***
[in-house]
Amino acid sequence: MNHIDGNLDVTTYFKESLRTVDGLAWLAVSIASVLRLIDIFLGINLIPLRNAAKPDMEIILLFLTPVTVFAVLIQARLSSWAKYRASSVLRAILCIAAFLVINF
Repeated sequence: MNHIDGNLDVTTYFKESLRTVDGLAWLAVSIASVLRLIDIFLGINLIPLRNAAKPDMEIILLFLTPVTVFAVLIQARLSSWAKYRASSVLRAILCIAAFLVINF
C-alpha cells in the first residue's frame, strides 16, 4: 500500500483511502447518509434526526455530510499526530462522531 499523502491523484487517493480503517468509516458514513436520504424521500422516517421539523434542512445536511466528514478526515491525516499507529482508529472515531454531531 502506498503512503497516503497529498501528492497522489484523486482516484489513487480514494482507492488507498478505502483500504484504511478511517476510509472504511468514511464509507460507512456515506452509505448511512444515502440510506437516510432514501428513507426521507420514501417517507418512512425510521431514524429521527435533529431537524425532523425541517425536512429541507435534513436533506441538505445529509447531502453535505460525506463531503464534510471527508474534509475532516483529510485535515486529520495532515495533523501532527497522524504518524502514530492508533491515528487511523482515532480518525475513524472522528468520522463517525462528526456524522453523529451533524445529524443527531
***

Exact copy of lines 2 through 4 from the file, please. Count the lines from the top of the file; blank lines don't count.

Amino acid sequence: MNHIDGNLDVTTYFKESLRTVDGLAWLAVSIASVLRLIDIFLGINLIPLRNAAKPDMEIILLFLTPVTVFAVLIQARLSSWAKYRASSVLRAILCIAAFLVINF
Repeated sequence: MNHIDGNLDVTTYFKESLRTVDGLAWLAVSIASVLRLIDIFLGINLIPLRNAAKPDMEIILLFLTPVTVFAVLIQARLSSWAKYRASSVLRAILCIAAFLVINF
C-alpha cells in the first residue's frame, strides 16, 4: 500500500483511502447518509434526526455530510499526530462522531 499523502491523484487517493480503517468509516458514513436520504424521500422516517421539523434542512445536511466528514478526515491525516499507529482508529472515531454531531 502506498503512503497516503497529498501528492497522489484523486482516484489513487480514494482507492488507498478505502483500504484504511478511517476510509472504511468514511464509507460507512456515506452509505448511512444515502440510506437516510432514501428513507426521507420514501417517507418512512425510521431514524429521527435533529431537524425532523425541517425536512429541507435534513436533506441538505445529509447531502453535505460525506463531503464534510471527508474534509475532516483529510485535515486529520495532515495533523501532527497522524504518524502514530492508533491515528487511523482515532480518525475513524472522528468520522463517525462528526456524522453523529451533524445529524443527531